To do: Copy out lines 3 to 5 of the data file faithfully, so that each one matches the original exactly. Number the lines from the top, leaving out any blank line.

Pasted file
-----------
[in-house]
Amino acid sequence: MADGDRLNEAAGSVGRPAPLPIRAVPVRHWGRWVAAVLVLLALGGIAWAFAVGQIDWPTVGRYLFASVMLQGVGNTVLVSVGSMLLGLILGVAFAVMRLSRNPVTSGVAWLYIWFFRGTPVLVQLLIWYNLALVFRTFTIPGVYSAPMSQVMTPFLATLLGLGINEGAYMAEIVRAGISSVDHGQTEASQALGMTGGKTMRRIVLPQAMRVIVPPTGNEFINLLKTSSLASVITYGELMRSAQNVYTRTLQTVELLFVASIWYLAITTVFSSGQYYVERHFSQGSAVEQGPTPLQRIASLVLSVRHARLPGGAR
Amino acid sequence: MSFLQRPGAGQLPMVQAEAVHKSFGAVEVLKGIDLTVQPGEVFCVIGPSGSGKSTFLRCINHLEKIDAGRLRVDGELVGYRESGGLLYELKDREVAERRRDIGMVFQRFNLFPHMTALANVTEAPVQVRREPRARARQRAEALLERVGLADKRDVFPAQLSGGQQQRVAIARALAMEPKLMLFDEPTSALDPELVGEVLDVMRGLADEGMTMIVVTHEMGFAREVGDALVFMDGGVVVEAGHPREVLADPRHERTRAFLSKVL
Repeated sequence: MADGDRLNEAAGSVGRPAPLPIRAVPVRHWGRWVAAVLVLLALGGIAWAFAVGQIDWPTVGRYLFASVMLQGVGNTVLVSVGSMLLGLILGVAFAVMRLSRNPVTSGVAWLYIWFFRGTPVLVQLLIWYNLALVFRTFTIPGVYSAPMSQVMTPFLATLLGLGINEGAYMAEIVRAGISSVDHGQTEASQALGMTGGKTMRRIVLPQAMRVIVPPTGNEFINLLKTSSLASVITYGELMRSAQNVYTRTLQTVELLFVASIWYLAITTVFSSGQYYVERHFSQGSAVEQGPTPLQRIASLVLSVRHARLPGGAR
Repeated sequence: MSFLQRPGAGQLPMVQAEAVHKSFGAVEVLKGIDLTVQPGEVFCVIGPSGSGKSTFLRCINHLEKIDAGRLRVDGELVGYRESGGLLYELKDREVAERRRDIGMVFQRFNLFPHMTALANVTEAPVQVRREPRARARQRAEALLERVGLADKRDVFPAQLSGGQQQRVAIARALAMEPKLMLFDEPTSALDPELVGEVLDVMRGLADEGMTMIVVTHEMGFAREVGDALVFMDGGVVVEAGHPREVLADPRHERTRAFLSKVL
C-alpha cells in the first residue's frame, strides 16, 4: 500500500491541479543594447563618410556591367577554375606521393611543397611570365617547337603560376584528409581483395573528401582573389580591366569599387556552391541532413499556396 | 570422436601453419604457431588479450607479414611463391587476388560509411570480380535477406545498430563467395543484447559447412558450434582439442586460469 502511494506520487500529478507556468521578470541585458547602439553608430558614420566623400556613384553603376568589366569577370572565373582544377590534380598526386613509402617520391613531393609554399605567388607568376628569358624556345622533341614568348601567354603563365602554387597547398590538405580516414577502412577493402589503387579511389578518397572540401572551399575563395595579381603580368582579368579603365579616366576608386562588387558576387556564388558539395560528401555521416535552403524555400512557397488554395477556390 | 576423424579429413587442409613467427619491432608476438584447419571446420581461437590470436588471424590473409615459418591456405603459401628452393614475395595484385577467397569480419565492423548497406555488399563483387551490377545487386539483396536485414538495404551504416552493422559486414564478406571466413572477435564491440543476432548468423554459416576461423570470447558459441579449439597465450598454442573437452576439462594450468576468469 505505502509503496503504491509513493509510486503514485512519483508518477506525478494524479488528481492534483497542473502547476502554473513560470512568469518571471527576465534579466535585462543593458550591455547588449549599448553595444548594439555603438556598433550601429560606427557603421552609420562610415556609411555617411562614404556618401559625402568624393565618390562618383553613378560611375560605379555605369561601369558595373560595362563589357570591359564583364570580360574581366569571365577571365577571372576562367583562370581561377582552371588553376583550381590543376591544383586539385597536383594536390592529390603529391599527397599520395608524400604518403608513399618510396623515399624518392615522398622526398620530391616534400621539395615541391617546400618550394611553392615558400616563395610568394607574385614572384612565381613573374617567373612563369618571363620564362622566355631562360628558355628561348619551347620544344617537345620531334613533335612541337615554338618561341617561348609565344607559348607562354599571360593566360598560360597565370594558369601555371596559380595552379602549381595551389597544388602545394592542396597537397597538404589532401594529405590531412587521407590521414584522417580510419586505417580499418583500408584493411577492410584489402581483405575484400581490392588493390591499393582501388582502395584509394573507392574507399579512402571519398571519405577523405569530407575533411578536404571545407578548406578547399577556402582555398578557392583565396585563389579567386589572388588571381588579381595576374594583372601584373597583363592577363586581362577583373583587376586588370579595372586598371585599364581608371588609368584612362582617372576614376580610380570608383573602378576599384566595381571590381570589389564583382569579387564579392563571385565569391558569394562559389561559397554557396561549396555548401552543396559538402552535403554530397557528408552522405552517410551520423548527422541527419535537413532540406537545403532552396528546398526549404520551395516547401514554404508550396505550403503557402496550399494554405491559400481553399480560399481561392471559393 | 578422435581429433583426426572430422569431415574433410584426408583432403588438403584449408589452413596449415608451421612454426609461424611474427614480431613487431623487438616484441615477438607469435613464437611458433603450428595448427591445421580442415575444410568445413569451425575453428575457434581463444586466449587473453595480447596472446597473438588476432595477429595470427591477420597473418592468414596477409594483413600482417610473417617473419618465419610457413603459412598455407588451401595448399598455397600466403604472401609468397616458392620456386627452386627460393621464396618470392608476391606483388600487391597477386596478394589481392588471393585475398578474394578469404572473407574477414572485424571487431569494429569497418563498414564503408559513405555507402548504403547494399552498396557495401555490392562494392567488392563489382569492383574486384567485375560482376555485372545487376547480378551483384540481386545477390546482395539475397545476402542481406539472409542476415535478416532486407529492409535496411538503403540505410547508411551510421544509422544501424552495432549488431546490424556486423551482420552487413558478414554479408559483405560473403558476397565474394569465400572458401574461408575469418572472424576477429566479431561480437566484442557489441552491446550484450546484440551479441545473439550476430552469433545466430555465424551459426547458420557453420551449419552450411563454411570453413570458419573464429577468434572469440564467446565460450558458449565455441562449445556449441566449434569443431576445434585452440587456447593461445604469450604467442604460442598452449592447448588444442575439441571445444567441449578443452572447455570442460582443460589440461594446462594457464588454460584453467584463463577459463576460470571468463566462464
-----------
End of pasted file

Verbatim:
Amino acid sequence: MSFLQRPGAGQLPMVQAEAVHKSFGAVEVLKGIDLTVQPGEVFCVIGPSGSGKSTFLRCINHLEKIDAGRLRVDGELVGYRESGGLLYELKDREVAERRRDIGMVFQRFNLFPHMTALANVTEAPVQVRREPRARARQRAEALLERVGLADKRDVFPAQLSGGQQQRVAIARALAMEPKLMLFDEPTSALDPELVGEVLDVMRGLADEGMTMIVVTHEMGFAREVGDALVFMDGGVVVEAGHPREVLADPRHERTRAFLSKVL
Repeated sequence: MADGDRLNEAAGSVGRPAPLPIRAVPVRHWGRWVAAVLVLLALGGIAWAFAVGQIDWPTVGRYLFASVMLQGVGNTVLVSVGSMLLGLILGVAFAVMRLSRNPVTSGVAWLYIWFFRGTPVLVQLLIWYNLALVFRTFTIPGVYSAPMSQVMTPFLATLLGLGINEGAYMAEIVRAGISSVDHGQTEASQALGMTGGKTMRRIVLPQAMRVIVPPTGNEFINLLKTSSLASVITYGELMRSAQNVYTRTLQTVELLFVASIWYLAITTVFSSGQYYVERHFSQGSAVEQGPTPLQRIASLVLSVRHARLPGGAR
Repeated sequence: MSFLQRPGAGQLPMVQAEAVHKSFGAVEVLKGIDLTVQPGEVFCVIGPSGSGKSTFLRCINHLEKIDAGRLRVDGELVGYRESGGLLYELKDREVAERRRDIGMVFQRFNLFPHMTALANVTEAPVQVRREPRARARQRAEALLERVGLADKRDVFPAQLSGGQQQRVAIARALAMEPKLMLFDEPTSALDPELVGEVLDVMRGLADEGMTMIVVTHEMGFAREVGDALVFMDGGVVVEAGHPREVLADPRHERTRAFLSKVL